A Colombian case study: territorial control is facilitated because of the difficulty of civilians to mobilise with a collective purpose.
A vast academic literature in economics and political science agrees that state capacity is an important determinant of economic development. In turn, this literature also recognises that a key element of state formation is the consolidation of the monopoly of violence within a given territory.
Importantly, however, this function is not limited to a central institutionalised authority. In the context of internal conflict, non-state actors can also establish social order within specific peripheral territories, regulating most public and private affairs and enforcing rules in what constitutes a de facto pseudo-state.
In this context, situations that end up in the withdrawal of the ruling actor generate a vacuum of power that other armed groups often rush in to fill.
In turn, as suggested by a large body of literature in political science, consolidating territorial dominance often entails the use of selective violence as a strategy to ensure the compliance of the local populations.
In a recent paper, co-authored with Mounu Prem and Andrés Rivera from Universidad del Rosario, and with Darío Romero from Columbia University, we study the systematic killing of local social leaders that has taken place in Colombia in the last few years.
From January 2009 to June 2017 over 500 social leaders were killed in Colombia, and this pattern seems to have experienced an important increase at the beginning of 2015 (see Figure 1). In the spirit of the territorial dispute argument described above, we find that the permanent ceasefire introduced at the end of 2014 by the Revolutionary Armed Forces of Colombia (FARC from the Spanish acronym) encouraged the targeting of local community leaders by other illegal armed groups seeking to occupy the areas previously controlled by FARC.
The ceasefire was declared on December 20, 2014 and resulted from the peace negotiations that FARC held with the Government of Colombia since October 2012. The final peace agreement, signed at the end of 2016, is probably the most important political achievement of a country that faced over five decades of internal armed conflict. However, the simultaneous unprecedented surge in the assassination of social leaders casted some shadow over the euphoria generated by the end of the conflict with FARC.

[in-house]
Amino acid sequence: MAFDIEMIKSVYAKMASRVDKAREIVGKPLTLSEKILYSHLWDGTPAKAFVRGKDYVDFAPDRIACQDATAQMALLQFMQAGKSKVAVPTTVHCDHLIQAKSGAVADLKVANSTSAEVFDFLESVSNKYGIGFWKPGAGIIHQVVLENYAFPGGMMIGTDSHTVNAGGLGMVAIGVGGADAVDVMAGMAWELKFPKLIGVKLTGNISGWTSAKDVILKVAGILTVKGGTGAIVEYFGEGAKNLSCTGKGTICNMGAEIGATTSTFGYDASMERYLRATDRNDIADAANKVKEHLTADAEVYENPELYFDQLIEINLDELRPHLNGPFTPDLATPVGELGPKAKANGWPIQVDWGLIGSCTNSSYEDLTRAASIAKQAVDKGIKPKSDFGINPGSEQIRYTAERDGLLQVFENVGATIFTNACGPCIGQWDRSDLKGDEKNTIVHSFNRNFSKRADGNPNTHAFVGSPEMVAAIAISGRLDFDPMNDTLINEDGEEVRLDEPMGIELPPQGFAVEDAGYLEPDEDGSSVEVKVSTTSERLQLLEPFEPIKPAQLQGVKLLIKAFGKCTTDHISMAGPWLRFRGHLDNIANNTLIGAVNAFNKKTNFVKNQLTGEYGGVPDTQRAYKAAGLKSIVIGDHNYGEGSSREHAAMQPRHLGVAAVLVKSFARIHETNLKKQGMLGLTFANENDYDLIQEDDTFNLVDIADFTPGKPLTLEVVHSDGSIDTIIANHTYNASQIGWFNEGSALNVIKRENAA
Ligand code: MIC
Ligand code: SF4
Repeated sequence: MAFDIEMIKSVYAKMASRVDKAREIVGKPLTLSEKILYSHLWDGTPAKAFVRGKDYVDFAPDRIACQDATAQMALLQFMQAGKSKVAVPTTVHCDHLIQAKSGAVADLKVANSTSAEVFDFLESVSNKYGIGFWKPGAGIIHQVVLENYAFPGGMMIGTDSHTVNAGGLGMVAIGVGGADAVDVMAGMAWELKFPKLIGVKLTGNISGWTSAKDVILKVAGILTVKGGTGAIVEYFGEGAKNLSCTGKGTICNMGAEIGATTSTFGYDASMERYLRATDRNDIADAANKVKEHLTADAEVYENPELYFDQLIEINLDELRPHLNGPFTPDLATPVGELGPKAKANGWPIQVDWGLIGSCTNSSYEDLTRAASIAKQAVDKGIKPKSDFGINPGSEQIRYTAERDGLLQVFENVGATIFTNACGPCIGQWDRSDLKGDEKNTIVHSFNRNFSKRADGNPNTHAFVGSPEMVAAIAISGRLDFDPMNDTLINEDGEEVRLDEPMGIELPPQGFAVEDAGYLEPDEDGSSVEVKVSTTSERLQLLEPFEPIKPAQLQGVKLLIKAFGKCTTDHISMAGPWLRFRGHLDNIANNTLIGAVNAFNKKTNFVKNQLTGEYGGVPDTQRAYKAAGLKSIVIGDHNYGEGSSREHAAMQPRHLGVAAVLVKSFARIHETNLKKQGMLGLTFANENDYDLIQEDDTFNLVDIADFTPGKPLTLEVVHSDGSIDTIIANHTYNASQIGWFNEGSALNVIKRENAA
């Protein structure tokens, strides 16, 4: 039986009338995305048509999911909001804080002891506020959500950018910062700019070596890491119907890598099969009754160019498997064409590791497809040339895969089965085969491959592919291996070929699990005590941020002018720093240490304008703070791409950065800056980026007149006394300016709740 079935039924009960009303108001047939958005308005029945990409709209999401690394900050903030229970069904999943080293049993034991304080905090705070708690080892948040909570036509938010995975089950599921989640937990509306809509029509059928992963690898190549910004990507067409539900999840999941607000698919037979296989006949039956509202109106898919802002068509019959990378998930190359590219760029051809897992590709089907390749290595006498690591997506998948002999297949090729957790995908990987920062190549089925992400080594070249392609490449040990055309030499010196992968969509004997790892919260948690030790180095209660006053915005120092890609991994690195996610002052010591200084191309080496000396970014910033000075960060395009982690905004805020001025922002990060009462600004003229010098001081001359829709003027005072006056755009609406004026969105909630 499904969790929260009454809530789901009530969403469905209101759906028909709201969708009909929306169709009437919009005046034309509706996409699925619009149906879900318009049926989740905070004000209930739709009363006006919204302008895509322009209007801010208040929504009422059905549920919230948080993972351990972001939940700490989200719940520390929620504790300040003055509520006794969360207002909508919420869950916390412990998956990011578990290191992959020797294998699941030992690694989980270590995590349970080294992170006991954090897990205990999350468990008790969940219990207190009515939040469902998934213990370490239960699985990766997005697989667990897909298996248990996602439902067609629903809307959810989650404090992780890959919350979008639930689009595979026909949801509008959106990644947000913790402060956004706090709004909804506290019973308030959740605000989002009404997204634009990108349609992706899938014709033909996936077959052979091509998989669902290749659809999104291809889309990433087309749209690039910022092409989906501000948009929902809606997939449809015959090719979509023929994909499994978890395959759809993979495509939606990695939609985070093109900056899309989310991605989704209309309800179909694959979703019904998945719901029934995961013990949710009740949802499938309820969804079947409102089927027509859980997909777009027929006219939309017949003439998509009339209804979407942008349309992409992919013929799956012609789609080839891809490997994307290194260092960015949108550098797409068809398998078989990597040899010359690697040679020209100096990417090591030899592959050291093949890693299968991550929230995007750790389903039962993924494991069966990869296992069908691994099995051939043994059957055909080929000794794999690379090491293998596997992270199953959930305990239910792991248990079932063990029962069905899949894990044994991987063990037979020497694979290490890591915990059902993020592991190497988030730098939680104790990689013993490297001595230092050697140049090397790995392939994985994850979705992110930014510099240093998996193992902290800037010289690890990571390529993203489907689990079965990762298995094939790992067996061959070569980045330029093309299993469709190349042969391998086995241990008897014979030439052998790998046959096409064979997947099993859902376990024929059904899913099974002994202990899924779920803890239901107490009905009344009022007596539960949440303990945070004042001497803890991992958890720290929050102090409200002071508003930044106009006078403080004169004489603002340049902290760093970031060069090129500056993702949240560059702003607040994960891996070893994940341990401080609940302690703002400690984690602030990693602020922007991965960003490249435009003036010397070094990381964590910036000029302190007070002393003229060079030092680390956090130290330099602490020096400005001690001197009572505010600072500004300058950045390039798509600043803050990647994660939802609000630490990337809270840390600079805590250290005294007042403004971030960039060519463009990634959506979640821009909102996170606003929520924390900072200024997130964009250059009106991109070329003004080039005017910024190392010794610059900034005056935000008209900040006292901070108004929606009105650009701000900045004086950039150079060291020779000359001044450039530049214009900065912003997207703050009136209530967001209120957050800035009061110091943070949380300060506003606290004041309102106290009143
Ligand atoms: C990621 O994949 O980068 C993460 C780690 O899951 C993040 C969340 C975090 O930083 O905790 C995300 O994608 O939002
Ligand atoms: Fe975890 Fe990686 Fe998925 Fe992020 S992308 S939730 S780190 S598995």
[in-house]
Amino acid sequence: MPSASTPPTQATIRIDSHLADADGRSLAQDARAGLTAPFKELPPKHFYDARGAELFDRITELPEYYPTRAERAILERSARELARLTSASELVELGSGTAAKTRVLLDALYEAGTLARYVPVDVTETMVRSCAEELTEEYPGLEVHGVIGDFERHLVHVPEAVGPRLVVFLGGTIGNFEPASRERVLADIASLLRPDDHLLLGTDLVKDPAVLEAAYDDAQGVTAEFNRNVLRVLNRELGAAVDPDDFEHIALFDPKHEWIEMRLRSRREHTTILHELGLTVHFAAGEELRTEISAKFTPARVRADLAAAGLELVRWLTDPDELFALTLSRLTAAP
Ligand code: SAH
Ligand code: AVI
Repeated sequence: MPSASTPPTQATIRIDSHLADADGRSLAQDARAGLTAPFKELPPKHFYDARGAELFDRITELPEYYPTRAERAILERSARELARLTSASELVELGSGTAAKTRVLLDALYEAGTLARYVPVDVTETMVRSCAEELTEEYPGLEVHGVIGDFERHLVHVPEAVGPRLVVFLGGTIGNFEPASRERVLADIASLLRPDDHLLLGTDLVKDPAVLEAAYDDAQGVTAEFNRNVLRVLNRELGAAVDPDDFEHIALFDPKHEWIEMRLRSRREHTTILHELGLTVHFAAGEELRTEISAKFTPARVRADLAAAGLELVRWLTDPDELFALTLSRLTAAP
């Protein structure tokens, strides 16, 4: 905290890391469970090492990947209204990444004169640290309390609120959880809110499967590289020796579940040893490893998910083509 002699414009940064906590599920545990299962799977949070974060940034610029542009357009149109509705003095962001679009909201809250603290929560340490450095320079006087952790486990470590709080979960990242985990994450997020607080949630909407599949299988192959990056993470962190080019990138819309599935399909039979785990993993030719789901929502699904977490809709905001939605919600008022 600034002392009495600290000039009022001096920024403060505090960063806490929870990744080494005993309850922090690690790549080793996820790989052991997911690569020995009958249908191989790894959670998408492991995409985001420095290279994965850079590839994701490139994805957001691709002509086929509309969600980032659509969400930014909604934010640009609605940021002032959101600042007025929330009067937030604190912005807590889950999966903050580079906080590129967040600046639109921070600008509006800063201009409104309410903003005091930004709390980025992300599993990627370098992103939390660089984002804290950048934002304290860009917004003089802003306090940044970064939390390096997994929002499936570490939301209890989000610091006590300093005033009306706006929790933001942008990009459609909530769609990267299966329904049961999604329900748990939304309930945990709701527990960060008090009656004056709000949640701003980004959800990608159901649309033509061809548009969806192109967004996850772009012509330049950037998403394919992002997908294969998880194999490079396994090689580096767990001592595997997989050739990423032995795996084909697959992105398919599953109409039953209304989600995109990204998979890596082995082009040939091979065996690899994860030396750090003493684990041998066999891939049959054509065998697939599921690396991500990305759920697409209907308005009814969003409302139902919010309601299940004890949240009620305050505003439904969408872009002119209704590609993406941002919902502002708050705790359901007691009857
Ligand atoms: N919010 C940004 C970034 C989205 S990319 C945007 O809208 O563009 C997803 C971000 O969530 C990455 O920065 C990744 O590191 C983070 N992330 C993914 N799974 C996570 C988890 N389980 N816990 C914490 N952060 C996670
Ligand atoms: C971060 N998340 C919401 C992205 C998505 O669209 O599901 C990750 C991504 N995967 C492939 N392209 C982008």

Using a triple differences strategy, we show that the killing of social leaders increased disproportionally after the start of FARC’s permanent cease fire in places previously dominated by this insurgency and located in the proximity of areas with presence of other armed groups.
Figure 2 summarises both the methodology and the main results from our analysis. When the permanent ceasefire is announced (vertical line), the number of social leaders killed remains almost constant in municipalities with FARC presence prior to the cease-fire, but not exposed to the influence of other armed groups. In contrast, the killing of leaders increases dramatically in areas both controlled by FARC and exposed to the influence of other armed groups.
These results are consistent with the idea that the territorial control is facilitated because of the difficulty of civilians to mobilise with a collective purpose. Because the incapacity of FARC insurgency to oppose violently, the permanent ceasefire facilitated the arrival of other illegal armed actors to territories traditionally dominated by this insurgency. By killing local social leaders, these other armed groups reduce the collective action from communities, and increase their ability to exercise control locally.
Consistent with this interpretation, we find that the killing social leaders is not explained by a differential trend of the overall homicide rate, and thus is not explained by either a strategy of indiscriminate killings of civilians or a differential change of reporting rates in previously FARC-controlled areas after the ceasefire. In addition, we show that the killing of leaders is exacerbated in areas with a weaker state capacity and an inefficient local judiciary.
Our findings highlight the unintended consequences of the lack of capacity that central governments in the context of civil war often have to exercise the monopoly of violence and the institutional presence in peripheral regions traditionally dominated by illegal armed groups.